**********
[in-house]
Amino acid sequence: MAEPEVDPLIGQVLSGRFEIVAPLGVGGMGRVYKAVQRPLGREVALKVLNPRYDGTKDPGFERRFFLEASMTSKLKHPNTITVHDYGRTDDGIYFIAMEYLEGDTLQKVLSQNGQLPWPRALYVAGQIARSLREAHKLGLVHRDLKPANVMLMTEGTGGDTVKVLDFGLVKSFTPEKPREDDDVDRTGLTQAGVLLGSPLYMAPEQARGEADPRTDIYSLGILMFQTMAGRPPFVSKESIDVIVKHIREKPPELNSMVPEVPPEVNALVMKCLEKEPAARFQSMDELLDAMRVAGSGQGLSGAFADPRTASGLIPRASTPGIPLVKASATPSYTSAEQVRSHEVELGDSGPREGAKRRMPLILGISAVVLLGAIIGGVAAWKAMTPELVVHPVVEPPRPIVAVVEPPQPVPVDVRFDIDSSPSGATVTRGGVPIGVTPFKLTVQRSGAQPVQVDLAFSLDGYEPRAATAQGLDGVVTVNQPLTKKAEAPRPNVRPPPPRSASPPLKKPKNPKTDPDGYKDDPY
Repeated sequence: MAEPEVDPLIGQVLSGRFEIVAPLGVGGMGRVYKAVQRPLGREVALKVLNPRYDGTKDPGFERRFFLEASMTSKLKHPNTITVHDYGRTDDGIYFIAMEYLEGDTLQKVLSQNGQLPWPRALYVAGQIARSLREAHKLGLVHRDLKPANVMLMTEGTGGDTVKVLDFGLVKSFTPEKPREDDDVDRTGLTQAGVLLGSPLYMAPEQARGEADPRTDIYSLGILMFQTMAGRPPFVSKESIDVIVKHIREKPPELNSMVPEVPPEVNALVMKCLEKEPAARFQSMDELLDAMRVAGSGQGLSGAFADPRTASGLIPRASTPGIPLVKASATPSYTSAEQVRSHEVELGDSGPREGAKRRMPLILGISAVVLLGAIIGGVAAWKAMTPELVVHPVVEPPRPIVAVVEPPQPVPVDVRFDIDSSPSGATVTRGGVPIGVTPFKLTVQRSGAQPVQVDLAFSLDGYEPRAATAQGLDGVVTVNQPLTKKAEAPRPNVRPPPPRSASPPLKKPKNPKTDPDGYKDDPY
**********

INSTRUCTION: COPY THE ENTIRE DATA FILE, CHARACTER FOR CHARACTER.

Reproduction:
[in-house]
Amino acid sequence: MAEPEVDPLIGQVLSGRFEIVAPLGVGGMGRVYKAVQRPLGREVALKVLNPRYDGTKDPGFERRFFLEASMTSKLKHPNTITVHDYGRTDDGIYFIAMEYLEGDTLQKVLSQNGQLPWPRALYVAGQIARSLREAHKLGLVHRDLKPANVMLMTEGTGGDTVKVLDFGLVKSFTPEKPREDDDVDRTGLTQAGVLLGSPLYMAPEQARGEADPRTDIYSLGILMFQTMAGRPPFVSKESIDVIVKHIREKPPELNSMVPEVPPEVNALVMKCLEKEPAARFQSMDELLDAMRVAGSGQGLSGAFADPRTASGLIPRASTPGIPLVKASATPSYTSAEQVRSHEVELGDSGPREGAKRRMPLILGISAVVLLGAIIGGVAAWKAMTPELVVHPVVEPPRPIVAVVEPPQPVPVDVRFDIDSSPSGATVTRGGVPIGVTPFKLTVQRSGAQPVQVDLAFSLDGYEPRAATAQGLDGVVTVNQPLTKKAEAPRPNVRPPPPRSASPPLKKPKNPKTDPDGYKDDPY
Repeated sequence: MAEPEVDPLIGQVLSGRFEIVAPLGVGGMGRVYKAVQRPLGREVALKVLNPRYDGTKDPGFERRFFLEASMTSKLKHPNTITVHDYGRTDDGIYFIAMEYLEGDTLQKVLSQNGQLPWPRALYVAGQIARSLREAHKLGLVHRDLKPANVMLMTEGTGGDTVKVLDFGLVKSFTPEKPREDDDVDRTGLTQAGVLLGSPLYMAPEQARGEADPRTDIYSLGILMFQTMAGRPPFVSKESIDVIVKHIREKPPELNSMVPEVPPEVNALVMKCLEKEPAARFQSMDELLDAMRVAGSGQGLSGAFADPRTASGLIPRASTPGIPLVKASATPSYTSAEQVRSHEVELGDSGPREGAKRRMPLILGISAVVLLGAIIGGVAAWKAMTPELVVHPVVEPPRPIVAVVEPPQPVPVDVRFDIDSSPSGATVTRGGVPIGVTPFKLTVQRSGAQPVQVDLAFSLDGYEPRAATAQGLDGVVTVNQPLTKKAEAPRPNVRPPPPRSASPPLKKPKNPKTDPDGYKDDPY